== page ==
Learning from tradition

Categories and concepts that modern man has created to understand the world do not exist among the traditional cultures. So if there is a sincere urge to really understand tradition on their terms, the modern educated man has to re examine his cognitive paradigm, his frames of reference and the lens that he has created to see the world. This requires courage because this attempt will break his self image as 'educated', 'developed', and thus superior. The very fact that one feels superior is mental distortion. So it is only with total honesty to one self and with a spirit of self criticism that one can engage with other cultures.

Having escaped ‘education’ and ‘development’, the so called illiterate people would still be original and authentic people who are holding on to the culture and worldview which sustained them for centuries. We have to go into the world of the rural communities not with the intention of 'developing' them or educating them. Instead we have to go to them to regain that which we have lost in the process of getting educated.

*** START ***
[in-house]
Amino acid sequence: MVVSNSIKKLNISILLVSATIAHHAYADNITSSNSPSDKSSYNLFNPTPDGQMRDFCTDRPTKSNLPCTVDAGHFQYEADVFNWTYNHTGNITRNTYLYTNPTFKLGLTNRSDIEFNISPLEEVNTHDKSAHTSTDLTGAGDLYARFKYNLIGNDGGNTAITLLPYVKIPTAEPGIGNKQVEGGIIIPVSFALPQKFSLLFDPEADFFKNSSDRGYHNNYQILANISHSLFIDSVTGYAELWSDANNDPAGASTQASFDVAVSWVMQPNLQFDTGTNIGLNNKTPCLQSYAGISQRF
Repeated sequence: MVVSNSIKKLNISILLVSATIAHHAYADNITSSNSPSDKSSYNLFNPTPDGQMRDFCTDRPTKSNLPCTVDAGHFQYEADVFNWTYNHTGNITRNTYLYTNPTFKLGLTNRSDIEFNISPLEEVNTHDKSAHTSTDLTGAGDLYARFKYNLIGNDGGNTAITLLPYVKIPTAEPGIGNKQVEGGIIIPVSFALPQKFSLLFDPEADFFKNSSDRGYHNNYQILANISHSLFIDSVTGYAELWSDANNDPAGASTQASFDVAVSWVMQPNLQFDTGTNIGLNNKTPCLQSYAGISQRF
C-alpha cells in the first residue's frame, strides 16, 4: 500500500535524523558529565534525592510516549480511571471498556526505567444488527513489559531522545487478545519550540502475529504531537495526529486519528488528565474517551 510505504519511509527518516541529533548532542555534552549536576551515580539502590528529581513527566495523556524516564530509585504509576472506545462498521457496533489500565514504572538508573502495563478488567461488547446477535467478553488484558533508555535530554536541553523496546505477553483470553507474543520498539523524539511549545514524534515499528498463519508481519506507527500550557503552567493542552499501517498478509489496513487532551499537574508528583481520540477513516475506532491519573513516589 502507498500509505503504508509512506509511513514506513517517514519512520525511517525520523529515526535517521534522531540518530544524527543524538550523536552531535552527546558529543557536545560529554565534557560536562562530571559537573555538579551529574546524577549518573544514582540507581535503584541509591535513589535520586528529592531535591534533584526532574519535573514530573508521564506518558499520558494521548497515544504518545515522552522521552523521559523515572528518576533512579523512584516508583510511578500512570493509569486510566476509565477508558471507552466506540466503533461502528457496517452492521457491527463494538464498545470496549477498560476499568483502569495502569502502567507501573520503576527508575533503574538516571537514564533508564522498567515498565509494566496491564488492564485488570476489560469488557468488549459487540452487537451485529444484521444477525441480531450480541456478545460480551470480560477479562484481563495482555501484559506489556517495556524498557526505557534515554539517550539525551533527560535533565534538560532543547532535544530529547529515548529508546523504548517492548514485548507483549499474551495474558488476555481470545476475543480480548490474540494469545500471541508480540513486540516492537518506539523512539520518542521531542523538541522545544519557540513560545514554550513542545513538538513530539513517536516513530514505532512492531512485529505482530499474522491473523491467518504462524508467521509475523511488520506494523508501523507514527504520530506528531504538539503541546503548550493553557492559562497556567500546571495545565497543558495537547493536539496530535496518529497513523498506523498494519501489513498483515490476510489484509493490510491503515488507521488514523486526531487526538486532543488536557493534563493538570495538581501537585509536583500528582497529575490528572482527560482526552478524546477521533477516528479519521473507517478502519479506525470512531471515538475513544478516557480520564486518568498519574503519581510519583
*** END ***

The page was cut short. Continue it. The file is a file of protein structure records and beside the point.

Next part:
Cognitive condition among traditional cultures

It is important to understand the core elements that enable learning without teaching and how the connection with nature is retained. The total cognitive system in traditional culture is pro life and is natural and organic.

All learning is done through experiencing or DOING and all teaching happens in BEING what is to be taught. Words have no role to play in this act of making sense as knowledge per se is wordless.

The physical space, the architecture, the activities, the relation to nature etc are all conducive for an organic and natural growth. In that sense the tribal world is an inclusive world. Children are the standard for creating spaces. People inhabit the world of children. Everything happens at ground level so that children by they are three to four years can also be part of adult life.

Traditional people's learning is experientially rooted, learner driven. It has the quality of re-creating, re-inventing and re-living knowledge. The cognitive space ensures the first handedness in these learnings and helps the learner to situate oneself in the cultural conditions of one's life.